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  • Writer's picturePatti Callahan Henry

Alabama’s Patti Callahan Henry turns to historical fiction in new work about C.S. Lewis’ wife

Updated: May 24, 2022

Patti Callahan Henry graduated from Auburn University with a nursing degree before embarking on a writing career. (Photo/HarperCollins)

Patti Callahan Henry was having a conversation with fellow best-selling author Ariel Lawhon one day, and Lawhon asked her a question.

“She asked me, ‘What would you write if you could write anything you wanted?’” says Henry, who has written 13 books she classifies as contemporary women’s fiction. “Without thinking about it or having ever thought it one time, I said I would write about Joy Davidman, C.S. Lewis’ wife. She said, ‘If you don’t write it, I will.’”

So Henry wrote, beginning research into her historical novel about Davidman – a poet, essayist, novelist, screenwriter and critic, among other things – about four years ago.

“I wrote it in secret for a long while,” Henry says. “I didn’t let many people know about it.”

Now, the secret’s out. Armed with pre-publication reviews authors dream of, “Becoming Mrs. Lewis” came out last week, and Henry, who lives in Mountain Brook, unveils it to her hometown crowd at an event Monday night at 6:30 p.m. at St. Luke’s Episcopal Church, 3736 Montrose Road in Mountain Brook. Tickets are $35 (including a signed first edition of the book) and $100 (including a private reception) and benefit Sawyerville Episcopal Day Camp in the Black Belt.

Henry, an Auburn University graduate, came into her Davidman project a fan of her husband’s work but not knowing much about her.

“I’ve been a lifelong C.S. Lewis reader,” she says. “I read ‘The Screwtape Letters’ when I was too young to read ‘The Screwtape Letters.’ Then I, of course, fell through the wardrobe door and was a huge ‘Lion, the Witch and the Wardrobe’ fan.

“I did know about his wife, and I knew that she was hugely influential in his life and that her death nearly destroyed him, if you read ‘A Grief Observed,’” Henry adds. “I wanted to know more.”

So Henry began digging deep, visiting Oxford and London, as well as Chicago’s Marion E. Wade Center at Wheaton College, which houses major research collections about Lewis and Davidman.

“The more I learned about her, the more I loved her,” Henry says. “Their love story was improbable, but so fascinating. The deeper I dug, the more I wanted to dig.”

Henry – who published “Becoming Mrs. Lewis” with HarperCollins as Patti Callahan instead of Patti Callahan Henry, since it differs so much in tone from her other work, published by Penguin – knew from the beginning she was going to write a work of fiction.

“I would never do that,” she says of a nonfiction work about Davidman. “There’s plenty of nonfiction out there about both of them. I set out to write a novel from the get-go. At the same time, I stay within the confines of the truth. I had a really well-built and well-researched skeleton of truth, and then I had an emotional truth that I layered atop the real truth, and the rest of it I imagined.”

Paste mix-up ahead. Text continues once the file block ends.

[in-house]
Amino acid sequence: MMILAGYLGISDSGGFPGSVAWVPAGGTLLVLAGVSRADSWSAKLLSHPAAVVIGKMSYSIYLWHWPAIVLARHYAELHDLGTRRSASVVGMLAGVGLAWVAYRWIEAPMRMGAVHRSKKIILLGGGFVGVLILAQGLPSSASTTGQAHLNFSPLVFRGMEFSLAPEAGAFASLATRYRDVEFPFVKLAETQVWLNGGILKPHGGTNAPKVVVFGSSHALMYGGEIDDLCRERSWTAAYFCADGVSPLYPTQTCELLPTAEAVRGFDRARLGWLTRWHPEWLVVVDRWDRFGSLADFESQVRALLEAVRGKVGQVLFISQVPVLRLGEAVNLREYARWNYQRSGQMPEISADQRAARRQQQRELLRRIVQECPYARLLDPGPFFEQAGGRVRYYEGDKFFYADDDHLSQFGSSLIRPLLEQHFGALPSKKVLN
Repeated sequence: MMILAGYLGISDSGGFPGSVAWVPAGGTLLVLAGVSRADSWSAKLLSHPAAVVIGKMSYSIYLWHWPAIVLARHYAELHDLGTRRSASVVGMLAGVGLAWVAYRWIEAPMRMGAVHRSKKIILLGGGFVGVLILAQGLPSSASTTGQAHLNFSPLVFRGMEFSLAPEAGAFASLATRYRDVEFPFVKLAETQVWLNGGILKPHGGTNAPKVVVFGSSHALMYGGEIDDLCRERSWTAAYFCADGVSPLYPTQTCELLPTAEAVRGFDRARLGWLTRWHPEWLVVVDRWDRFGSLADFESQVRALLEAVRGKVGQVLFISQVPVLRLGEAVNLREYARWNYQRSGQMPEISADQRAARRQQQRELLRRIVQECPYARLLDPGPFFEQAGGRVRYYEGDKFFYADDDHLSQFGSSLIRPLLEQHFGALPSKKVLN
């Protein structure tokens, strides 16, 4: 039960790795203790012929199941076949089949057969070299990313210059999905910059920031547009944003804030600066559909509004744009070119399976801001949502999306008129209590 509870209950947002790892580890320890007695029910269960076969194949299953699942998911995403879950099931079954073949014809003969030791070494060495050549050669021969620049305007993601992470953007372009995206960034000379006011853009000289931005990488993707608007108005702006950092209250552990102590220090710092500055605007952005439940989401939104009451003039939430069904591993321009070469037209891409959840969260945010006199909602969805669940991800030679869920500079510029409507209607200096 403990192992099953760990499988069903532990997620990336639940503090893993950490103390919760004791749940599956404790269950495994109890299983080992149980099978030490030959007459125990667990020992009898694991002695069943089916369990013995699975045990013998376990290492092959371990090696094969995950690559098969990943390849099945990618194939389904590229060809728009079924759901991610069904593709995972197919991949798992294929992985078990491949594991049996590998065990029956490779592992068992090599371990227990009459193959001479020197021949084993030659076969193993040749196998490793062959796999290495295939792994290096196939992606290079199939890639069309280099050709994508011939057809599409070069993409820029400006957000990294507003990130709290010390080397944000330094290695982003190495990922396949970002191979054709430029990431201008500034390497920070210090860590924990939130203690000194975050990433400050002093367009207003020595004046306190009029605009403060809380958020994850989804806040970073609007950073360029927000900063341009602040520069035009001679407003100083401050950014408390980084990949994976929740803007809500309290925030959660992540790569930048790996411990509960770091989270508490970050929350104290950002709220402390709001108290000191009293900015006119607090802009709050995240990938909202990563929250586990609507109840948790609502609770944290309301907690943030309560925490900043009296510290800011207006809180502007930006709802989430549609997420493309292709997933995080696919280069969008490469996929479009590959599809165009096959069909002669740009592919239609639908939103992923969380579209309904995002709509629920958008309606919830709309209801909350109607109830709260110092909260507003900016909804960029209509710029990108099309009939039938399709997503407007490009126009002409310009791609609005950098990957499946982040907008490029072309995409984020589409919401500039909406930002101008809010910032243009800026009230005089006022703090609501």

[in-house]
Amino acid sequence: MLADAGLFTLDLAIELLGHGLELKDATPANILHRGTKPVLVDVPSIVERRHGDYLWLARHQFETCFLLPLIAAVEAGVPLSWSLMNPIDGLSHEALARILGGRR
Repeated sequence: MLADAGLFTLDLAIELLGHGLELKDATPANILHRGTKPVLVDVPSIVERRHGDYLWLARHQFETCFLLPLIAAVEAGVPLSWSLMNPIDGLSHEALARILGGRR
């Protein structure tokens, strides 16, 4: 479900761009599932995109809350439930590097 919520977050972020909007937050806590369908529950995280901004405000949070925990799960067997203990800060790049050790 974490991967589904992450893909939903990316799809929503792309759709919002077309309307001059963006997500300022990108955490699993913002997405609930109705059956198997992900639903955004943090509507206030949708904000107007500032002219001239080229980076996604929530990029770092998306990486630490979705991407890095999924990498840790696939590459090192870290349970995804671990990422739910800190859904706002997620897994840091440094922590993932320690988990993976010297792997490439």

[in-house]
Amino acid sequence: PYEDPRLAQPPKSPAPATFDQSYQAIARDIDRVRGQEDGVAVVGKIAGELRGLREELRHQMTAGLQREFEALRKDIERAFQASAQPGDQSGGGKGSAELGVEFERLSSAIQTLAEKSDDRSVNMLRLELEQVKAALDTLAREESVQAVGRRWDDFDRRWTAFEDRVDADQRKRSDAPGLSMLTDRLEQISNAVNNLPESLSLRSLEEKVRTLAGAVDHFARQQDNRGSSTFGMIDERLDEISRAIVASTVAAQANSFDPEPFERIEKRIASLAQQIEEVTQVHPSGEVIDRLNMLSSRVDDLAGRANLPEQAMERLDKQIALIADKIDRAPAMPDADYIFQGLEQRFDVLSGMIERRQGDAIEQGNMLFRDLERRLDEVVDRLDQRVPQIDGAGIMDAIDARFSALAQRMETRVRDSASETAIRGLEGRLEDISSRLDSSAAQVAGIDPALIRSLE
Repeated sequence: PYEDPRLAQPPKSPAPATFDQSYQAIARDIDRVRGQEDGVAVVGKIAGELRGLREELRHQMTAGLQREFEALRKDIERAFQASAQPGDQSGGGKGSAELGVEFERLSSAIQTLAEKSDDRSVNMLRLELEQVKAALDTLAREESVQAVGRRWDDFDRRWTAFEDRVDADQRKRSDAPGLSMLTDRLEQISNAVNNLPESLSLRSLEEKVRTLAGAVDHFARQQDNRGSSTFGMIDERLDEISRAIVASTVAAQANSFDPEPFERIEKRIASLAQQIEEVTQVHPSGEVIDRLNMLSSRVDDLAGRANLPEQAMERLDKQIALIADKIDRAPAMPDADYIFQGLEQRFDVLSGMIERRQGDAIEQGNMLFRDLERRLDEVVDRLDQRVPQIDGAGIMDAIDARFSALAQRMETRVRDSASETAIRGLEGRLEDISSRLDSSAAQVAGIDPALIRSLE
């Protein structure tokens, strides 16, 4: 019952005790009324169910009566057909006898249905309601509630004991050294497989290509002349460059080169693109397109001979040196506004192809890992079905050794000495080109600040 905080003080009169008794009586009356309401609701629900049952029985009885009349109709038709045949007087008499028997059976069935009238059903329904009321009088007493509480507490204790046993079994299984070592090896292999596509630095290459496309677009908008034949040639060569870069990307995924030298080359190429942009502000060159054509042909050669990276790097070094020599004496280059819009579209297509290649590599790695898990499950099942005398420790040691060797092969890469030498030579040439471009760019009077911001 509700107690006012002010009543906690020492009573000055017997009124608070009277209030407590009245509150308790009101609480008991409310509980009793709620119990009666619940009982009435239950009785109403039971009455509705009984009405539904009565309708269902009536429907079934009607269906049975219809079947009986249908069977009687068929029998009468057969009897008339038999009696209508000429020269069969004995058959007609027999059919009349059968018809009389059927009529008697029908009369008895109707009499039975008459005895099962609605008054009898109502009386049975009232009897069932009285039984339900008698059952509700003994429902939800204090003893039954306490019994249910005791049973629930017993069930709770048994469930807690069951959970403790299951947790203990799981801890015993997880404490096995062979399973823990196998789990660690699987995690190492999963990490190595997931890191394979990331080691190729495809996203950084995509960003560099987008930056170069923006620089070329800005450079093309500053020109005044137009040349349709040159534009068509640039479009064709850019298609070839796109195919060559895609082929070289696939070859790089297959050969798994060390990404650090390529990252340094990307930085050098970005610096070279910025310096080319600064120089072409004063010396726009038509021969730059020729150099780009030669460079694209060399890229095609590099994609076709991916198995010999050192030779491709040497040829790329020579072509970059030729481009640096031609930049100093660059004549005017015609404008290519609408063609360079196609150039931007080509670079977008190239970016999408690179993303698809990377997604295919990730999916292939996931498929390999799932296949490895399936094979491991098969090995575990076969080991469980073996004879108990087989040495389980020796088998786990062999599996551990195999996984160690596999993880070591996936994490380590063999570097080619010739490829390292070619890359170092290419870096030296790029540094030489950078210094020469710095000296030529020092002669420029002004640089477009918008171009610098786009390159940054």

The truth is fascinating in its own right. Davidman earned a master’s degree in English from Columbia University at age 20 and won two prestigious poetry awards at a young age. She met Lewis – the acclaimed British writer and lay theologian – briefly in England and then began a correspondence with him.

“The reason it was such an improbable love story is that she was a married atheist woman with two young kids who lived in upstate New York,” Henry says. “She had had this mystical experience she didn’t understand, and she wanted to find someone who might help her understand it. C.S. Lewis is one of the people she contacted.”

Thus began a three-year correspondence, followed by four or five years of friendship and then five years of being in love. “They were only married three years before she died,” Henry says.

The author heard from one of Davidman’s sons from her first marriage while writing “Becoming Mrs. Lewis.”

“She had two sons, and one had passed away a few years ago,” Henry says. “Douglas is alive and well and lives in Malta, and he contacted me because the Wade Center had told him I had been there doing research on his mom. … I told him it was meant to honor her and I wanted to introduce her to a new generation of women. From that point on, he was all on board. He helped me tremendously.”

Advance word on “Becoming Mrs. Lewis” has been extremely positive, including good reviews from industry stalwarts Publishers Weekly and Library Journal. Singer Amy Grant, who read an advance copy, also weighed in on Facebook: “Attention ALL readers! Do yourself a favor and order this book! I love Patti’s narrative voice, and her illumination of Joy Davidman’s life is soul stirring. I have read it twice already!”

Henry’s next book, “The Favorite Daughter,” comes out in June 2019 and is another in her contemporary fiction vein, but she’s eager to get back into historical fiction, and she has her subject already.

“It’s called ‘Surviving Savannah,’” says Henry, whose family has a second home in Bluffton, S.C., near the historic Georgia city. “It’s about a shipwreck that happened in 1838 in Savannah.”

But first, she’s touring with “Becoming Mrs. Lewis,” and she’s eager to introduce her new friend to her fans.

“I want readers to meet her,” Henry says of Davidman. “She has so much to teach us and show us on top of having an absolutely fascinating story.”

An Evening with Patti Callahan – Becoming Mrs. Lewis takes place Monday at 6:30 p.m. at St. Luke’s Episcopal Church, 3736 Montrose Road, Mountain Brook. Tickets are $35 and $100 and benefit Sawyerville Episcopal Day Camp.


about C.S. Lewis’ wife

By Alec Harvey September 28, 2018


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